United States issues red alert for Hawaii volcanic eruption

Thursday, 17 May, 2018

Kilauea volcano has gobbled up lush landscape, destroyed houses and caused almost 2,000 people to flee their homes.

Hawaii's Kilauea volcano could have a major devastating eruption at "any time", the US Geographical Survey has said.

Ash and fiery projectiles exploding from the Kilauea volcano have forced Hawaii authorities to issue an aviation red alert warning pilots to steer clear of the erupting shield crater.

This week, Hawaii warned residents and airplanes to stay away after a plume of ash from the Kilauea volcano rose 12,000 feet into the air.

The ash is a new hazard to hit Hawaii's Big Island since the latest volcanic eruptions began.

A large part of the volcano is part of the national Park Khawaja-Volcanos.

The Hawaiian Volcano Observatory says its ash plume has risen as high as 12,000 feet above sea level. The new Volcanic Activity Notice issued by the USGS Hawaiian Volcano Observatory.

On Monday, another fissure spewing lava and unhealthy gas opened up, and a crack in the Earth that emerged a day earlier was sending molten rock on a slow run for the ocean, officials said.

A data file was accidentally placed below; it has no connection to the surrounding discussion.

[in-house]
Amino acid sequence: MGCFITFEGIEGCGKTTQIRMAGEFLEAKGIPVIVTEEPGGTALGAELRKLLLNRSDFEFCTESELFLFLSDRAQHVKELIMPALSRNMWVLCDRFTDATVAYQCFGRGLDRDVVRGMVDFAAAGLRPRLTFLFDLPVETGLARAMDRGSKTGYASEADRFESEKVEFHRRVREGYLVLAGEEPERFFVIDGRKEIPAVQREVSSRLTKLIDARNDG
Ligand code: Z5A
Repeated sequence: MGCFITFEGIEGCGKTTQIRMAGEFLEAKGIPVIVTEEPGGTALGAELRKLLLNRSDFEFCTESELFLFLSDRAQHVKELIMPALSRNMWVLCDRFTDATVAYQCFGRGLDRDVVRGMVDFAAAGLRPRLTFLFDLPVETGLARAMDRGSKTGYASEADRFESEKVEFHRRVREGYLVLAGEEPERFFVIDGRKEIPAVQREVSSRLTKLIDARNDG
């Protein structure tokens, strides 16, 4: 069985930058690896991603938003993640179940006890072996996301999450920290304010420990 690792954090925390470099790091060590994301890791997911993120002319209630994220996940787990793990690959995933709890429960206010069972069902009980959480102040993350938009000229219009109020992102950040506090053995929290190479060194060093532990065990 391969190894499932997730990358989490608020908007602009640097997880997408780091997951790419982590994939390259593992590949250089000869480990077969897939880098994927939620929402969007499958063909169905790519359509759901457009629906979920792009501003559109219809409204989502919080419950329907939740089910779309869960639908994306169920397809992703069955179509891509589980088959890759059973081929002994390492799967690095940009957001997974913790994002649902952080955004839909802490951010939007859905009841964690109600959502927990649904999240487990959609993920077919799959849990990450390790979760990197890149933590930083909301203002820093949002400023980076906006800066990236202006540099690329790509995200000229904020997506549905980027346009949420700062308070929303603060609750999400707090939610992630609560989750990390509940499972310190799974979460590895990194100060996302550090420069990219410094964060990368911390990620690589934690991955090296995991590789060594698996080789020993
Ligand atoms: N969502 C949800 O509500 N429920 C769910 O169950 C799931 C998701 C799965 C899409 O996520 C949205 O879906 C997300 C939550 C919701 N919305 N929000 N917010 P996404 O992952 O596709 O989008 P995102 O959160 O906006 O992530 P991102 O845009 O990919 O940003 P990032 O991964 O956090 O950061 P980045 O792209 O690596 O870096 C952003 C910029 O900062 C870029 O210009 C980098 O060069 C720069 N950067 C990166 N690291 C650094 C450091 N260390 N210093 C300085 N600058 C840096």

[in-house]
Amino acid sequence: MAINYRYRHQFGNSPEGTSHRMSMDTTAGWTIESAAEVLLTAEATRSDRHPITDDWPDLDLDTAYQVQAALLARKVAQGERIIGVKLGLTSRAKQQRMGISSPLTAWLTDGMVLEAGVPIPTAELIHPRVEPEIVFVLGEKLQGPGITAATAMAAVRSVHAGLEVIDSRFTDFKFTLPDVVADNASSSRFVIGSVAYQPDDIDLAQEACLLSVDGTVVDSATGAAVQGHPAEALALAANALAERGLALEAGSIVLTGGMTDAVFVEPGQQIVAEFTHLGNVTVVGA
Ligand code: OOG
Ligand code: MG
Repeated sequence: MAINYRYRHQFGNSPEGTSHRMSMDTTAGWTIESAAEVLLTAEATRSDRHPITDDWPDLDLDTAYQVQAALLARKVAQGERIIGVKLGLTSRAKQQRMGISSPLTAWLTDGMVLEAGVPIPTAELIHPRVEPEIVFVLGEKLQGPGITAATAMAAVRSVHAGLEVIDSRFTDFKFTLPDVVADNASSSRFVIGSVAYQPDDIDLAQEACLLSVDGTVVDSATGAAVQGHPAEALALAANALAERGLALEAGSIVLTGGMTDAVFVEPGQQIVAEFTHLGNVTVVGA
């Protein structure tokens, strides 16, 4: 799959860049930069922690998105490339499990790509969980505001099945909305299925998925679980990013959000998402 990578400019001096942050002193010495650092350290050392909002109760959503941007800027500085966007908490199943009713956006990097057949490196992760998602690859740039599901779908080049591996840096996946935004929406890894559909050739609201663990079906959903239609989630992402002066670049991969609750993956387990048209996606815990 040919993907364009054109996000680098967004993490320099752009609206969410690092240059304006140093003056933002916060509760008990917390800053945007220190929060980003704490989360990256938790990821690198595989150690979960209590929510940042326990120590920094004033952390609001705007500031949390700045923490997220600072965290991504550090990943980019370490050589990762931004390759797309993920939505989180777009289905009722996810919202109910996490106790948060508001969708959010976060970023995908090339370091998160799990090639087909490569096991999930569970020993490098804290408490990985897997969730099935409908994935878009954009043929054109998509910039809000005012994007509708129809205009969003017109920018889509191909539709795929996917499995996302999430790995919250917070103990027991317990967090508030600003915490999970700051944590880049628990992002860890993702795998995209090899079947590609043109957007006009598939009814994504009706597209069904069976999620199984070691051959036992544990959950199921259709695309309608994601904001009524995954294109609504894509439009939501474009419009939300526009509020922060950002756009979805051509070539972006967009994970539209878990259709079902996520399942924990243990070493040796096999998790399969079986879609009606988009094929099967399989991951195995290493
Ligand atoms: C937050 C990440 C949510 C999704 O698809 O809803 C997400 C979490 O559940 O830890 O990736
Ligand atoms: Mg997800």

Hawaii transportation officials are working to reopen a highway that was closed along a 2-mile (3-kilometer) stretch over fears that cracks in the road could be related to lava fissure activity.

To date, at least 21 fissures have formed along a northeast-southwest line in the rift zone, most in the Leilani Estates neighborhood, which was evacuated more than two weeks ago.

For airplanes, not only does the ash reduce visibility, but also more importantly volcanic ash can wreak havoc on jet engines. But the Hawaiian Volcano Observatory said Tuesday that there is no evidence suggesting an natural disaster that would generate a tsunami.

Kilauea is one of the world's most active volcanos and one of five on the island.

Almost two weeks after the fissures began to open up, geologists continued to watch Kilauea's main crater amid the possibility that a violent eruption was coming.